But Rockwell’s image of a young girl sitting outside the principal’s office after receiving a black eye, “The Shiner,” is often what parents envision when they think about the principal’s office. A visit to the principal’s office doesn’t need to signal that something is amiss, said Anne Wicks, director of education reform at the George W. Bush Institute in Dallas.
Now, that the back-to-school frenzy is over, many parents are gearing up for open houses and first parent-teacher introductions — events experts urge families to attend because they help build stronger schools.
“I encourage all of our parents to stop by. ‘Come on in and I will be happy to talk about Arlington Heights,’” said Sarah Weeks, principal of the Fort Worth high school.
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The Fort Worth school school district is working with Wicks to build strong school leaders through the School Leadership District Cohort — a program that was also put in place in the Austin school district, Chesterfield County Public Schools in Virginia and Granite School District in Utah.
The Dallas-based institute, housed at the George W. Bush Presidential Center on the SMU campus, has been working to help improve public schools. In October 2016, former President George W. Bush visited a Fort Worth school and spoke with local leaders about efforts to strengthen schools.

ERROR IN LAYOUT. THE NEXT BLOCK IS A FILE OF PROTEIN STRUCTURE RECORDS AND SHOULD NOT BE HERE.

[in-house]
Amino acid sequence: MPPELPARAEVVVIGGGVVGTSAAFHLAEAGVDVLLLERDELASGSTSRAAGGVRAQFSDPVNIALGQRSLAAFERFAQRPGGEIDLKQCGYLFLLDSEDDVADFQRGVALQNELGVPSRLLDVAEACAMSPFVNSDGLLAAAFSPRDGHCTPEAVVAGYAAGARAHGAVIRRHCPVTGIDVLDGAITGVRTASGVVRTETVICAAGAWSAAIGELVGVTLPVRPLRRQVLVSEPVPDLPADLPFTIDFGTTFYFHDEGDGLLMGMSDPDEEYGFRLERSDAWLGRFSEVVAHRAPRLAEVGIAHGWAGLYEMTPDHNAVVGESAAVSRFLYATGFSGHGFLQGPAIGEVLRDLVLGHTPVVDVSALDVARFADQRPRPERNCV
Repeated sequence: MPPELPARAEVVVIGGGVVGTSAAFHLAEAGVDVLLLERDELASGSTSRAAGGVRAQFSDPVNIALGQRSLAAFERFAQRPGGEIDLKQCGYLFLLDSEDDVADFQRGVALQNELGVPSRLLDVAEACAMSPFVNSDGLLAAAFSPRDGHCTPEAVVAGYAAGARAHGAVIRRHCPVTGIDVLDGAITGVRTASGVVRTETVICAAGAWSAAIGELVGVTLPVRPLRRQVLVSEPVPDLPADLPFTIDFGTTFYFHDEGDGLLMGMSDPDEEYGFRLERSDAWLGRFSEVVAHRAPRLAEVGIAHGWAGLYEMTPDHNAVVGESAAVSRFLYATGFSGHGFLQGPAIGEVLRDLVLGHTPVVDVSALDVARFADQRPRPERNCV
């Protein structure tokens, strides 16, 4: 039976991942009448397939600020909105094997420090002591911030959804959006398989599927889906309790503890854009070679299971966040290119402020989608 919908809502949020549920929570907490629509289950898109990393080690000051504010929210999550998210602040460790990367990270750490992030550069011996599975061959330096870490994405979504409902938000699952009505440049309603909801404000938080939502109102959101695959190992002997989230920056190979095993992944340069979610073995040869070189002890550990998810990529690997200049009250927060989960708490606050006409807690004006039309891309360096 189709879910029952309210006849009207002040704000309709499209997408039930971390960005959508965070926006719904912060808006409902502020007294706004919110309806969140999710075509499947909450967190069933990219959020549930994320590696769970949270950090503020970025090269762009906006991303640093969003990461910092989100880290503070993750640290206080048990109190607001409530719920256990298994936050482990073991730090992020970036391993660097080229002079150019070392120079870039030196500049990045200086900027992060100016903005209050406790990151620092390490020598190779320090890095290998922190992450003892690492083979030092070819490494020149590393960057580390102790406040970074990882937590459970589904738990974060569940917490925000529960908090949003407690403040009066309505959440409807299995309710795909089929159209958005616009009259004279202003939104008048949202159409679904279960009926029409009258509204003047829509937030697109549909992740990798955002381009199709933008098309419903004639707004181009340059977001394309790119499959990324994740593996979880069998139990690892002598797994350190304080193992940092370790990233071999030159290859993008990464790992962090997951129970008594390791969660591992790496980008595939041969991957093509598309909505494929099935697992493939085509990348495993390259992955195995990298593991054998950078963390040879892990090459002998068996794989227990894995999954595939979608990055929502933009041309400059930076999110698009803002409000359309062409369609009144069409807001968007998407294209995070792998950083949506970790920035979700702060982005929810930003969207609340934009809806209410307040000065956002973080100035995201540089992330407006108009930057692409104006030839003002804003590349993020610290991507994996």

Wicks said strong principals help build a culture of academics and learning while also attracting strong teachers.
Parents should introduce themselves to the principal, Wicks said.
“Make sure they know who your child is,” Wicks said, adding that it is best to build rapport with a principal before they meet because there is an issue.
Wicks said parents should ask their principals what is important for them this year and ask about goals for the school. Wicks also encouraged parents to ask principals how they use academic data that Texas uses to rate schools.
Parents should also find out how they can help, she said.
At Arlington Heights, Weeks said her role as principal is an evolving one that includes community meetings, budgets and accessibility. She said teachers are encouraged to call parents to tell them when students are doing a good job. This year, the campus planned its Open House on Sept. 12 so it will coincide with the first progress report.
In the meantime, if anyone needs Weeks, they can find her greeting students in the hallway during passing period.
“It’s important for kids to see all of us,” Weeks said.